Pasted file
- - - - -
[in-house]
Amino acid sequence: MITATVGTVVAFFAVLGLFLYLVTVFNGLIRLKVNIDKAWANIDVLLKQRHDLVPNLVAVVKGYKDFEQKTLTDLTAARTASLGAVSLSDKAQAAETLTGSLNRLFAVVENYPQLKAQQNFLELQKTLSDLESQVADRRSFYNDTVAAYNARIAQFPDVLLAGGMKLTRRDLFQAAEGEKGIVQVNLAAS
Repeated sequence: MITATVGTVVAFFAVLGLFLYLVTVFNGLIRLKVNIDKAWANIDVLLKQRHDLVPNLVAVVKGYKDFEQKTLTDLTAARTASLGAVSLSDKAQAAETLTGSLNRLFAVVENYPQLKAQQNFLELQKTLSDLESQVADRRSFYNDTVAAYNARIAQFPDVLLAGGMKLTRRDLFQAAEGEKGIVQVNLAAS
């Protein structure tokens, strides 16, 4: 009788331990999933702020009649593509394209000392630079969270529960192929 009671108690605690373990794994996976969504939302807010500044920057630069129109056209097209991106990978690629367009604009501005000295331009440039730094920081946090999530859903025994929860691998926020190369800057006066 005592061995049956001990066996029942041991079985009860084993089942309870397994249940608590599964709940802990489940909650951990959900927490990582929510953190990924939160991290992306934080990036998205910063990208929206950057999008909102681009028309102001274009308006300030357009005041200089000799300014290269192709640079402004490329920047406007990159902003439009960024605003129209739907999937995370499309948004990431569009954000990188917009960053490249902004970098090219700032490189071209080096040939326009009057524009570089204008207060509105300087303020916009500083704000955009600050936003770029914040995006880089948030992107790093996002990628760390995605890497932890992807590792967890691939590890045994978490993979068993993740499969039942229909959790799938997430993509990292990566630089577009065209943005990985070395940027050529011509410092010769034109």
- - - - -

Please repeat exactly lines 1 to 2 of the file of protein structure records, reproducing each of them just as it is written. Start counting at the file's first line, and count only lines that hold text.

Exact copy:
[in-house]
Amino acid sequence: MITATVGTVVAFFAVLGLFLYLVTVFNGLIRLKVNIDKAWANIDVLLKQRHDLVPNLVAVVKGYKDFEQKTLTDLTAARTASLGAVSLSDKAQAAETLTGSLNRLFAVVENYPQLKAQQNFLELQKTLSDLESQVADRRSFYNDTVAAYNARIAQFPDVLLAGGMKLTRRDLFQAAEGEKGIVQVNLAAS